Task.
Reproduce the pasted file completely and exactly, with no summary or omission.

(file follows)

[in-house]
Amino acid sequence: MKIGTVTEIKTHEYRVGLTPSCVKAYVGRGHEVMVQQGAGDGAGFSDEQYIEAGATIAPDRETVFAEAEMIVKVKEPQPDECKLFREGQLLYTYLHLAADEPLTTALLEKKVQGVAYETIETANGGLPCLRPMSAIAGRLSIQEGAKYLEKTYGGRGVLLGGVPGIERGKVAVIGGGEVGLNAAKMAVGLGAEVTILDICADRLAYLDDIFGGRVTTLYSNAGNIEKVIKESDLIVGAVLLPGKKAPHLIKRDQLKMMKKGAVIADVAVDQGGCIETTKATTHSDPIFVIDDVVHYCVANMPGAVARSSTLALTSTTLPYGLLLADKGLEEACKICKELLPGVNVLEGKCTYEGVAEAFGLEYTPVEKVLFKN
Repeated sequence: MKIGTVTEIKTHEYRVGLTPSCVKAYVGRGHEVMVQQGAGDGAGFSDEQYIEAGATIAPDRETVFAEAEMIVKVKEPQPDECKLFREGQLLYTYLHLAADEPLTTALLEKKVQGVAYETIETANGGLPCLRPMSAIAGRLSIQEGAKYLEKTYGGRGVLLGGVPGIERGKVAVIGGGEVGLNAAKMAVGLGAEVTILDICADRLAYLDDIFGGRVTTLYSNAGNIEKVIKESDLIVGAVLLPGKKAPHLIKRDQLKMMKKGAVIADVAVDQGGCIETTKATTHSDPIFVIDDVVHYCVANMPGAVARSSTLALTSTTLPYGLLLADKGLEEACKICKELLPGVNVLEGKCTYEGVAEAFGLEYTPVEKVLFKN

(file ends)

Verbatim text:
[in-house]
Amino acid sequence: MKIGTVTEIKTHEYRVGLTPSCVKAYVGRGHEVMVQQGAGDGAGFSDEQYIEAGATIAPDRETVFAEAEMIVKVKEPQPDECKLFREGQLLYTYLHLAADEPLTTALLEKKVQGVAYETIETANGGLPCLRPMSAIAGRLSIQEGAKYLEKTYGGRGVLLGGVPGIERGKVAVIGGGEVGLNAAKMAVGLGAEVTILDICADRLAYLDDIFGGRVTTLYSNAGNIEKVIKESDLIVGAVLLPGKKAPHLIKRDQLKMMKKGAVIADVAVDQGGCIETTKATTHSDPIFVIDDVVHYCVANMPGAVARSSTLALTSTTLPYGLLLADKGLEEACKICKELLPGVNVLEGKCTYEGVAEAFGLEYTPVEKVLFKN
Repeated sequence: MKIGTVTEIKTHEYRVGLTPSCVKAYVGRGHEVMVQQGAGDGAGFSDEQYIEAGATIAPDRETVFAEAEMIVKVKEPQPDECKLFREGQLLYTYLHLAADEPLTTALLEKKVQGVAYETIETANGGLPCLRPMSAIAGRLSIQEGAKYLEKTYGGRGVLLGGVPGIERGKVAVIGGGEVGLNAAKMAVGLGAEVTILDICADRLAYLDDIFGGRVTTLYSNAGNIEKVIKESDLIVGAVLLPGKKAPHLIKRDQLKMMKKGAVIADVAVDQGGCIETTKATTHSDPIFVIDDVVHYCVANMPGAVARSSTLALTSTTLPYGLLLADKGLEEACKICKELLPGVNVLEGKCTYEGVAEAFGLEYTPVEKVLFKN